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dc.contributor.authorRiccardo, Fusi
dc.contributor.otherLynch, Jonathan
dc.description.abstractGlobal food security and climate change represent major challenges faced by humankind during this century. Developing deeper rooting, more resource efficient crops represents an attractive solution to increase crop production sustainably whilst also enhancing soil carbon (C) sequestration. For example, planting maize varieties with a root system 0.5m deeper than currently sown in USA is predicted to improve foraging for water and nitrogen resources in sub-soil layers whilst burying up to two thirds of carbon related to US transportation emissions. The aim of this PhD project is to identify and characterise key genes that control anatomical and architectural traits contributing to deeper rooting in cereal crops such as maize and barley (as part of the DEEPER project funded by the ARPA-E ROOTS initiative). A DEEPGENES discovery pipeline was initially developed to pinpoint candidate genes that controlled key traits determining deeper rooting in maize. Root anatomical traits included cortical cell number, cortical cell file number, total cortical area and root cortical aerenchyma plus architectural traits such as crown root angle. Promising DEEPGENE candidates where then shortlisted based on root expression and tissue specificity using maize and cross-species transcriptomic datasets in model plants such as rice and Arabidopsis thaliana. Loss of function mutants in candidate DEEPGENES were designed and/or developed in maize and the cereal model Brachypodium distachyon using CRISPR-Cas9 based approaches, respectively. Phenotypic analysis revealed a candidate regulator for root cortical cell number encoded by the QKY gene. In parallel with maize studies, a forward genetics approach was used to pinpoint root angle or root length mutants in the barley TILLMore population. Two mutants were characterised which disrupted either: 1) HvPIN1A, encoding an auxin-efflux carrier, which controls root growth and vascular patterning in cereal roots; and 2) A novel Tubby1-like gene called HvEGT1 (Enhancing Gravitropism 1) which regulates root gravitropic set point angle in cereals. Barley and wheat mutant lines disrupting EGT1 function exhibited a deeper rooting phenotype, revealing this sequence as a promising DEEPGENE target to create novel cereal varieties.en_UK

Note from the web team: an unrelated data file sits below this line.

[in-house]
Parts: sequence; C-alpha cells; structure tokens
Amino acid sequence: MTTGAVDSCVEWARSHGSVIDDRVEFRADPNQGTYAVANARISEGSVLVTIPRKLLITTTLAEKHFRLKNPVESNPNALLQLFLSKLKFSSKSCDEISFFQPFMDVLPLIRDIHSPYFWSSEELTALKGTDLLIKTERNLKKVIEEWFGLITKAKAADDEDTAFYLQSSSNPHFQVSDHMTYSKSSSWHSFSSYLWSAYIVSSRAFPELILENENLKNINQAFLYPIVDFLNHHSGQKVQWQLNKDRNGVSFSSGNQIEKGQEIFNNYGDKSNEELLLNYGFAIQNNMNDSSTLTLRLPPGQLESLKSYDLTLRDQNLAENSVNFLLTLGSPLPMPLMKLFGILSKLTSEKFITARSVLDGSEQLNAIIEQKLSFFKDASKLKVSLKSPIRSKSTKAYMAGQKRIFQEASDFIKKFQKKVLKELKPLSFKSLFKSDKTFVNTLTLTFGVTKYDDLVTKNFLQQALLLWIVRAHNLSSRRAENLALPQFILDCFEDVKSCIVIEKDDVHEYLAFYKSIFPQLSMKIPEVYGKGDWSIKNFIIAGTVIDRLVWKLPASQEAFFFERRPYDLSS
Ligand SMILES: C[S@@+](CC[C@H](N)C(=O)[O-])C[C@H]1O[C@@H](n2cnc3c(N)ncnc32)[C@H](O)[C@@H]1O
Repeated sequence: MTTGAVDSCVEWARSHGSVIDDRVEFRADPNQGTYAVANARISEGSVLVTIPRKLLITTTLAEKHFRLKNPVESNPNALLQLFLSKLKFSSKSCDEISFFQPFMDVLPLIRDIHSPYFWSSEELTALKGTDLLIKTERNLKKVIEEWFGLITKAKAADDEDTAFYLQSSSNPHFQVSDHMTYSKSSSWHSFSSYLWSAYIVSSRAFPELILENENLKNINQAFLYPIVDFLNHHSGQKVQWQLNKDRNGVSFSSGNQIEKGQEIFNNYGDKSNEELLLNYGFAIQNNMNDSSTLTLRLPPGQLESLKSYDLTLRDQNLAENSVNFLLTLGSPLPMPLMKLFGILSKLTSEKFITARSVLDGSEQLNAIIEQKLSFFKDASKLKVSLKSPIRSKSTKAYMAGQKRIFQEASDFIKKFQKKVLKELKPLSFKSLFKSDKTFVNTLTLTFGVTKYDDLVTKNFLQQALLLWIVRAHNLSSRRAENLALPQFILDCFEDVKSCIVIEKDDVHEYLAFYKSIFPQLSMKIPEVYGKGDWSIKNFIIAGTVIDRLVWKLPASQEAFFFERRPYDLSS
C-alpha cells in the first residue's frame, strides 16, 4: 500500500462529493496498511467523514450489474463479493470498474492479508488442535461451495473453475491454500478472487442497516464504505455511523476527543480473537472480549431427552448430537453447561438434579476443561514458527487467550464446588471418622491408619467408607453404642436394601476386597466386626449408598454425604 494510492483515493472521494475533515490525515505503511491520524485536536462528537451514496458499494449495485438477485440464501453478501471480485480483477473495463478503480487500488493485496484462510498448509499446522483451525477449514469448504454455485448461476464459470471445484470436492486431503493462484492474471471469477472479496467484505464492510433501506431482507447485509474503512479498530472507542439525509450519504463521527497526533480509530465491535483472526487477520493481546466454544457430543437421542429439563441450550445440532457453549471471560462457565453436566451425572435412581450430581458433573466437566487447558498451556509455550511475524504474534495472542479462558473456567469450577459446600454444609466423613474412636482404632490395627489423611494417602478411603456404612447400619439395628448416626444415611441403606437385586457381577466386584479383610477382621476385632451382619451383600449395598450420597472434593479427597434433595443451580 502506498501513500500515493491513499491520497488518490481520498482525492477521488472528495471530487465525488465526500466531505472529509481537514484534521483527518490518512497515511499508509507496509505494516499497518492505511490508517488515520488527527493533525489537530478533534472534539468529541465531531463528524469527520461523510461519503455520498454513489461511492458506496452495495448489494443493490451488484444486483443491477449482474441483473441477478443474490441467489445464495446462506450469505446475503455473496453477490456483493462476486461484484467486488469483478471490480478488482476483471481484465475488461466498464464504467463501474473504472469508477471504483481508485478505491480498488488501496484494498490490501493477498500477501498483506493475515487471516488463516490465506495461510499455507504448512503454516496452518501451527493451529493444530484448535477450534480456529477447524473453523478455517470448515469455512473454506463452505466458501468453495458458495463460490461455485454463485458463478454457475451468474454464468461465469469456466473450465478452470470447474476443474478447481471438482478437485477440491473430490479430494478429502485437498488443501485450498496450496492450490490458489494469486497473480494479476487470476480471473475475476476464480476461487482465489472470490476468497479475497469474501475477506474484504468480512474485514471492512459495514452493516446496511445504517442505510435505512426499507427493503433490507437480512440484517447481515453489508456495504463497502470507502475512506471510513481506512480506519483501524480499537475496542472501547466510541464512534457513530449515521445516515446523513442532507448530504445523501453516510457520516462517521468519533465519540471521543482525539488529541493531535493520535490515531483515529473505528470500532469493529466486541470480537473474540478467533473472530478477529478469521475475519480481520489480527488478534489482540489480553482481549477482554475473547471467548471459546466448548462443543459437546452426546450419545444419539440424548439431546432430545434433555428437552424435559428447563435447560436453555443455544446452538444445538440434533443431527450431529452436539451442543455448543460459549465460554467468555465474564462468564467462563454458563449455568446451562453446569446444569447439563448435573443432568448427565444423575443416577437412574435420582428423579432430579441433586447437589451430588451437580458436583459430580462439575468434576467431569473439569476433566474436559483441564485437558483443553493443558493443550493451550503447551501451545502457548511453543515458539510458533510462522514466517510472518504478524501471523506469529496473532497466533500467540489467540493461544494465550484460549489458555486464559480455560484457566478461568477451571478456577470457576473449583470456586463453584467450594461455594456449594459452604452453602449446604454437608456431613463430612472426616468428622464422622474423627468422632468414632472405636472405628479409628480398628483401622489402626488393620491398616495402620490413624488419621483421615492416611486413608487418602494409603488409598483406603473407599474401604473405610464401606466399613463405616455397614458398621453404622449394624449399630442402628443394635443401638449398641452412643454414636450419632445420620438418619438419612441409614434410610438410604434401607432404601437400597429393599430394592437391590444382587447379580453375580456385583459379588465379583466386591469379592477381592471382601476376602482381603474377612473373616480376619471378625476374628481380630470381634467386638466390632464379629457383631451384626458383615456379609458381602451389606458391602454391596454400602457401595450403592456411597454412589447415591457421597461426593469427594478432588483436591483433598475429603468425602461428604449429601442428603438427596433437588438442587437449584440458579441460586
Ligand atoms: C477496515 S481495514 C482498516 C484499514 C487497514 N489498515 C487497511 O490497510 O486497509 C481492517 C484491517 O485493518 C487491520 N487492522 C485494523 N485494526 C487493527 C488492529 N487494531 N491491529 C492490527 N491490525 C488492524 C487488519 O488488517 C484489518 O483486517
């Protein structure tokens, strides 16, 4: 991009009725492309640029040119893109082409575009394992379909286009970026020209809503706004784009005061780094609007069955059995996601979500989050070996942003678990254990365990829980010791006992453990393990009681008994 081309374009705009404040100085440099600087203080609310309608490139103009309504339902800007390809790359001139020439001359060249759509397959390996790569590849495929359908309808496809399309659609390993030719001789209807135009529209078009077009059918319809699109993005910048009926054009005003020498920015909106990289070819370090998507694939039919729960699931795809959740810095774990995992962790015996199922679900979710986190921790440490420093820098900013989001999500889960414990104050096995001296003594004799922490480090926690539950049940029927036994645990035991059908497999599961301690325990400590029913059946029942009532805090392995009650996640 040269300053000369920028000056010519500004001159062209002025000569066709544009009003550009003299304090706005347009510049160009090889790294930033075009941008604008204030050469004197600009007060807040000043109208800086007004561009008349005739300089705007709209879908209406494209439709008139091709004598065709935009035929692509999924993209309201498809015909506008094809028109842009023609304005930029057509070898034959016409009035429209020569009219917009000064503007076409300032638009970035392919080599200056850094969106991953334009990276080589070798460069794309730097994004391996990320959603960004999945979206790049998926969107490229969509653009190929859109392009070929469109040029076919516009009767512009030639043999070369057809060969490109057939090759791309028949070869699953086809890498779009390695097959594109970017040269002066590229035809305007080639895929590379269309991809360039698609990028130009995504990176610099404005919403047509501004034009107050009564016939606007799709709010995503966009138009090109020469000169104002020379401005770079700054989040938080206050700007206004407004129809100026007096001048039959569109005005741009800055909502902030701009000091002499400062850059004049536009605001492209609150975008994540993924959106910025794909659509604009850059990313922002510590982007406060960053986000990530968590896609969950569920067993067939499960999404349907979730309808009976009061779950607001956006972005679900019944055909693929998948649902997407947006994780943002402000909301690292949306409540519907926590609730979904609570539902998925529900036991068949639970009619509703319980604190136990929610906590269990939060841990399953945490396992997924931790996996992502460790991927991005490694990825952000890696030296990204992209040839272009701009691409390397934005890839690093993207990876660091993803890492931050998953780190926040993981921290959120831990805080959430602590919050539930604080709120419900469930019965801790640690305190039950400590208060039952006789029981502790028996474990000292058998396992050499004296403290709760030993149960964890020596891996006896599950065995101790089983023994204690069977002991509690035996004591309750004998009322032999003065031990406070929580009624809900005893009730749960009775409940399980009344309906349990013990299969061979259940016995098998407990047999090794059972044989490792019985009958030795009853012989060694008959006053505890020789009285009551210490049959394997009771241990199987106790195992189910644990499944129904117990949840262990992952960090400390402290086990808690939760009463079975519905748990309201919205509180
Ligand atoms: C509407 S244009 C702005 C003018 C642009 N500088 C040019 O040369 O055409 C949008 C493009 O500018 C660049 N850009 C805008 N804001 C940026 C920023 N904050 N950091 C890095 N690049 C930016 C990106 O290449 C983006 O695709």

dc.publisherThe university of Nottinghamen_UK
dc.rightscontact researcher for access conditions*
dc.subject.lcshRoots (Botany) -- Anatomyen_UK
dc.subject.lcshRoots (Botany) -- Growthen_UK
dc.titleFunctional characterization of DEEPGENES to enhance deeper rooting in cereal cropsen_UK
dc.subject.freeplants , rootsen_UK
dc.subject.jacsVeterinary Sciences, Agriculture & related subjects::Agricultural sciences::Agricultural biologyen_UK
dc.subject.lcS Agriculture::SB Plant cultureen_UK
uon.divisionUniversity of Nottingham, UK Campusen_UK
uon.datatypeTranscriptomics resultsen_UK
uon.collectionmethodRNA seq, exam captureen_UK
uon.rightscontactRiccardo Fusi, Rahul Bhosaleen_UK
uon.institutes-centresUniversity of Nottingham, UK Campusen_UK

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